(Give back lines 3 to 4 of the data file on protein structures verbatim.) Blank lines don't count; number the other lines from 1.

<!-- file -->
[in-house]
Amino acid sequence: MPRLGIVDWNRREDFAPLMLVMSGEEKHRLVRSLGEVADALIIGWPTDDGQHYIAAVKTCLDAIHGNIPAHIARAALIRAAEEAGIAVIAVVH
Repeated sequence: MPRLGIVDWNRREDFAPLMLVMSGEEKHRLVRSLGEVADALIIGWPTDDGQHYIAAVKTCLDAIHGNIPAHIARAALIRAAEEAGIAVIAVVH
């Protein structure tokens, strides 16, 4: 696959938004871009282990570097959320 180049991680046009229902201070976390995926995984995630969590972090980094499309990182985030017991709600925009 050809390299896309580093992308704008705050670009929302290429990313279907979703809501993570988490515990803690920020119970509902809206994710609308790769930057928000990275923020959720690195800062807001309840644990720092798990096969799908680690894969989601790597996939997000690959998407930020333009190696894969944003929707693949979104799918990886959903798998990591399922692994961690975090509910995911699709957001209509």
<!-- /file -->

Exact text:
Repeated sequence: MPRLGIVDWNRREDFAPLMLVMSGEEKHRLVRSLGEVADALIIGWPTDDGQHYIAAVKTCLDAIHGNIPAHIARAALIRAAEEAGIAVIAVVH
């Protein structure tokens, strides 16, 4: 696959938004871009282990570097959320 180049991680046009229902201070976390995926995984995630969590972090980094499309990182985030017991709600925009 050809390299896309580093992308704008705050670009929302290429990313279907979703809501993570988490515990803690920020119970509902809206994710609308790769930057928000990275923020959720690195800062807001309840644990720092798990096969799908680690894969989601790597996939997000690959998407930020333009190696894969944003929707693949979104799918990886959903798998990591399922692994961690975090509910995911699709957001209509």